Knowledge vs Wisdom
In this modern world, people often confuse “knowledge” with “wisdom.” This is incorrect. Knowledge and wisdom are two very different things. Here are Webster’s definitions for each:
Knowledge is the “acquaintance with facts as from investigation”.
Wisdom is the “knowledge of what is true and right, coupled with
just judgment as to action.”
I have been thinking about this as I learn new things each day in school. I don’t want to be proud of my knowledge, but wise. Alfred Lord Tennyson is my favorite poet. He wrote a long poem that I really like. It is called “In Memoriam.” He wrote it on the death of one of his dear friends. He mourns his friend but at the same time he talks about life and death and the things that we face in life. The poem has 131 verses and is extremely difficult and long but it gives you a lot to think about. This is a verse that I particularly like. I noticed that Tennyson refers to Knowledge as but a little child that wishes to display what he has learned. Wisdom, he speaks of as “heavenly, of the soul.”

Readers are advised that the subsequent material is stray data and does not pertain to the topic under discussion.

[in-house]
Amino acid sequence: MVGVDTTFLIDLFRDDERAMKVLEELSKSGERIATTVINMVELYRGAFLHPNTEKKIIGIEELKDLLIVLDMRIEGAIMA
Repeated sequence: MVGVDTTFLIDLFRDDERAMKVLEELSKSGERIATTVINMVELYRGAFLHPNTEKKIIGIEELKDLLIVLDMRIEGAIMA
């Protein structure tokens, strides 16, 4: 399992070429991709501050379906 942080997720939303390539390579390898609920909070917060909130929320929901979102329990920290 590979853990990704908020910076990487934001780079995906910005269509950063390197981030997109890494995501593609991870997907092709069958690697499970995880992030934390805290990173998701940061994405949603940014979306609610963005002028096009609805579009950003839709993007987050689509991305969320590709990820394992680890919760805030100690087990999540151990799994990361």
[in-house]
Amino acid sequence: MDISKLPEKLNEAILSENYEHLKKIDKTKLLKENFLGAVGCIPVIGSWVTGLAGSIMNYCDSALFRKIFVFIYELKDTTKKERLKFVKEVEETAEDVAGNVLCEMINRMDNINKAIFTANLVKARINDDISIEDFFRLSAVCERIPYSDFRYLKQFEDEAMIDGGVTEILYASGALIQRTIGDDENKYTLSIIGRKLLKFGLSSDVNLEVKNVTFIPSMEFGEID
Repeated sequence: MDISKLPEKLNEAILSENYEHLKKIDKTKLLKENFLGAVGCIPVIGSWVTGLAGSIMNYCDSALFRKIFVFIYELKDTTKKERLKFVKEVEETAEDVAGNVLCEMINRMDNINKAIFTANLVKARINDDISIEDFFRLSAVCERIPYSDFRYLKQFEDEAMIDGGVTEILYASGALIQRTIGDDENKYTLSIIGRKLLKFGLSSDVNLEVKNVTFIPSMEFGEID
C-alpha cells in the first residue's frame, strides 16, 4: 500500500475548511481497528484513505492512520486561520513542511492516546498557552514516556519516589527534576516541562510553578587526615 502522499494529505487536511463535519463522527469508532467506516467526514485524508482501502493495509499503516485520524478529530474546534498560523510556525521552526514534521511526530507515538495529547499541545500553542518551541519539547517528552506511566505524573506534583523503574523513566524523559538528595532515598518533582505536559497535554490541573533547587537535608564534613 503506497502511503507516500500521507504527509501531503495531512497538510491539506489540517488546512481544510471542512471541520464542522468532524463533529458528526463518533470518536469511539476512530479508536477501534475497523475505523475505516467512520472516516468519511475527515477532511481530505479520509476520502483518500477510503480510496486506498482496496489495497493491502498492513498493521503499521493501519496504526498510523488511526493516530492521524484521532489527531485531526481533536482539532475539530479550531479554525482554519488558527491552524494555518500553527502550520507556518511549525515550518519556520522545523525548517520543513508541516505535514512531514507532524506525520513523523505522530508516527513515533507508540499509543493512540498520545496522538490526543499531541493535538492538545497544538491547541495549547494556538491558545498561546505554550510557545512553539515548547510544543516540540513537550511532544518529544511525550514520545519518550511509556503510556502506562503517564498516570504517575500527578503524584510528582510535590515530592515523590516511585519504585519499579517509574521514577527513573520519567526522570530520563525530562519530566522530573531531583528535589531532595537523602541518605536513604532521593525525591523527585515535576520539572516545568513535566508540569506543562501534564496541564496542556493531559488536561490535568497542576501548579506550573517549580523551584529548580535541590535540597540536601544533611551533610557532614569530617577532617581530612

Who loves not Knowledge? Who shall rail
Against her beauty? May she mix
With men and prosper! Who shall fix
Her pillars? Let her work prevail.
But on her forehead sits a fire:
She sets her forward countenance
And leaps into the future chance,
Submitting all things to desire.
Half-grown as yet, a child and vain-
She cannot fight the fear of death
What is She, cut off from love and faith,
But some wild Pallas from the brain
Of Demons? Fiery hot to burst
All barriers in her onward race
For power. Let her know her place;
She is the second, not the first.
A higher hand must make her mild,
If all be not in vain; and guide
Her footsteps, moving side by side
With Wisdom, like the younger child:
For She is earthly of the mind,
But Wisdom heavenly of soul
O, friend, who camest to thy goal
So early leaving me behind,
I wish the great world grew like thee,
Who grewest not alone in power
And knowledge, but by year and hour
In reverence and in charity.
You may have to read it twice to really understand what it means (I did) but when you do, it makes sense to you and the whole idea all fits together like a puzzle. Let us not live to acquire knowledge, but wisdom, and we shall find both.